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Saskia v. Popescu, MPH, MA, CIC, is a hospital epidemiologist and infection preventionist with Phoenix Children's Hospital. During her work as an infection preventionist she performed surveillance for infectious diseases, preparedness, and Ebola-response practices. She is currently a PhD candidate in Biodefense at George Mason University where her research focuses on the role of infection prevention in facilitating global health security efforts. She is certified in Infection Control.

A New Head to the Genomic Beast That is CRISPR

CRISPR (Clustered Regularly Interspaced Short Palindromic Repeats), also called CRISPR-Cas9, is a gene editing tool that allows researchers to target a specific site in the genetic code and edit the DNA. Sort of like a pair of scissors and a copy/paste tool, this technology allows scientists to permanently modify genes, which opens the door for treating genetic diseases while also raising ethical red flags.
What makes this gene editing tool such a hot topic, aside from its precision, is its ease of use and lack of cost. CRISPR makes gene editing significantly easier and do-it-yourself (DIY) kits are available to non-professional users (or “citizen scientists”) for $150. This means that the potential CRISPR do-it-yourself (DIY) biohacker can now be just about anyone, which leaves many worried.
Some say that CRISPR could allow nefarious actors to develop biological weapons or careless DIY biohackers to accidentally create or release dangerous organisms. On the other hand, some researchers are noting that it still requires a significant amount of scientific knowledge and the real risk is low. The debate on the risks versus rewards of CRISPR has been going on since the technology was first developed. Whichever side of the fence you stand on, the truth is that as biotechnology races forward, oversight and policy efforts are lagging in efforts to catch up.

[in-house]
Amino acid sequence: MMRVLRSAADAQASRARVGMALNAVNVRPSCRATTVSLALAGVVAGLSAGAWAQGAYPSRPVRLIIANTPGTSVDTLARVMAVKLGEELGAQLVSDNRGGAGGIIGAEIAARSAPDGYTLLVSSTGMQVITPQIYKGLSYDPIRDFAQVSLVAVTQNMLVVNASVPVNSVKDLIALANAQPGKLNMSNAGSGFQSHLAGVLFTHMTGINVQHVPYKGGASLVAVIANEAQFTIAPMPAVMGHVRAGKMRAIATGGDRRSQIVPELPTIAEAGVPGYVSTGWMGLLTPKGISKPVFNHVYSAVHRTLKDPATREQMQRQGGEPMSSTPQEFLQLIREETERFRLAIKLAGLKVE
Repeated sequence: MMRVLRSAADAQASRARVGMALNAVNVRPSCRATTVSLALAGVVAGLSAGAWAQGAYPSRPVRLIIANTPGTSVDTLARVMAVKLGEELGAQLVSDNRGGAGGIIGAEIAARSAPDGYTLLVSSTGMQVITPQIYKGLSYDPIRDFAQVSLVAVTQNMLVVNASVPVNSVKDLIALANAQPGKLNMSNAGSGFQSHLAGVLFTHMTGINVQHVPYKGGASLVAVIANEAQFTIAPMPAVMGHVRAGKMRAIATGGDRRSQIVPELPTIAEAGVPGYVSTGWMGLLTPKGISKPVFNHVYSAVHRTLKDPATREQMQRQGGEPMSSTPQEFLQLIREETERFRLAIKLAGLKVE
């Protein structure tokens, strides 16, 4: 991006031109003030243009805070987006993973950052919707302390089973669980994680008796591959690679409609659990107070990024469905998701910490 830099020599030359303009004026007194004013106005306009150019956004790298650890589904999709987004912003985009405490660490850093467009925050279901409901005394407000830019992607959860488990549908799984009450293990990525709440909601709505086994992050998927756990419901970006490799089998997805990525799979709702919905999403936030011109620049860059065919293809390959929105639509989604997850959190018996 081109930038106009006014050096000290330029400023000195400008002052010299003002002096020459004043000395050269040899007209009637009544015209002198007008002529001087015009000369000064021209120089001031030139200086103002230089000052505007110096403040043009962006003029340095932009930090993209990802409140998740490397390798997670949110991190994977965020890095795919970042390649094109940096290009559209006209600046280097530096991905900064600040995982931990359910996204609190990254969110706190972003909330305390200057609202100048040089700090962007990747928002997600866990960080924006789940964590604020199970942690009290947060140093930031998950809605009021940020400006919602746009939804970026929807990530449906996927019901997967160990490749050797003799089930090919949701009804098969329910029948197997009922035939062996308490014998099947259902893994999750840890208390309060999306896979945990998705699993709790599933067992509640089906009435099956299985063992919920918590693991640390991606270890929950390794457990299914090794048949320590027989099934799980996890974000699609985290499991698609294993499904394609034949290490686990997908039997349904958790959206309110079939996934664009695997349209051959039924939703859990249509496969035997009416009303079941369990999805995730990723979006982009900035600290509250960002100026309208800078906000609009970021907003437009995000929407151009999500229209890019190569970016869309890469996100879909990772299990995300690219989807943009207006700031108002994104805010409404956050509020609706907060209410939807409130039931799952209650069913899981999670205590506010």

Now that we have the basics covered, where does this leave us with the latest CRISPR news?
This week the European Centre for Disease Prevention and Control (ECDC) made an announcement that drew attention to unanticipated and new risk for genome editing kits. Several countries in Europe recently found themselves responding to contaminated CRISPR kits. Although the kits—from the specific American supplier, The Odin—were meant to include a harmless laboratory strain of E. coli HME63, they were, in fact, contaminated with three organisms, including some that are drug-resistant.
The ECDC recently released their risk assessment, pointing to the detection of Klebsiella pneumoniae, Enterobacter spp. and Enterococcus faecalis. Despite this finding, The ECDC noted that the risk is low for users “because the manipulation of the kit does not involve percutaneous injury-prone manipulations. However, infection resulting from the contamination of broken skin or mucous membranes may occur, even though the kit recommends and provides disposable gloves.” Interestingly, as a result of the contamination that was first reported by the Bavarian Health and Safety Authority, Germany has halted imports of these CRISPR kits.

This latest news is especially concerning in that it brings to light not only the risk for contamination within the kits, but also that multi-drug resistant and ESBL-producing (Extended-spectrum β-lactamases) organisms have a new avenue into the population. Not only does resistant bacteria pose a risk to the kit user, but it can also persist in the environment and be transmitted through household contacts.
This incident also brings to light the concern that a skilled biohacker with the wrong intentions might make the already resistant organism more resistant or potentially more transmissible. Perhaps even worse (and not considered), the ECDC has implored users of the kit to properly dispose of their used materials to avoid additional contamination into the environment.
Will CRISPR kits be a new source for the spread of resistant organisms? This latest event with DIY kits points to a much broader realm of unknown risks that we may not even be considering. Current oversight efforts are struggling to keep up with the pace of biotech innovation and the risk of contamination only compounds the biosafety/biosecurity threats of garage gene editing.
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Influenza A (H3N2) has caused most of the illnesses in this severe flu season, but influenza B is becoming increasingly responsible for more infections as the flu season continues to hit the United States.
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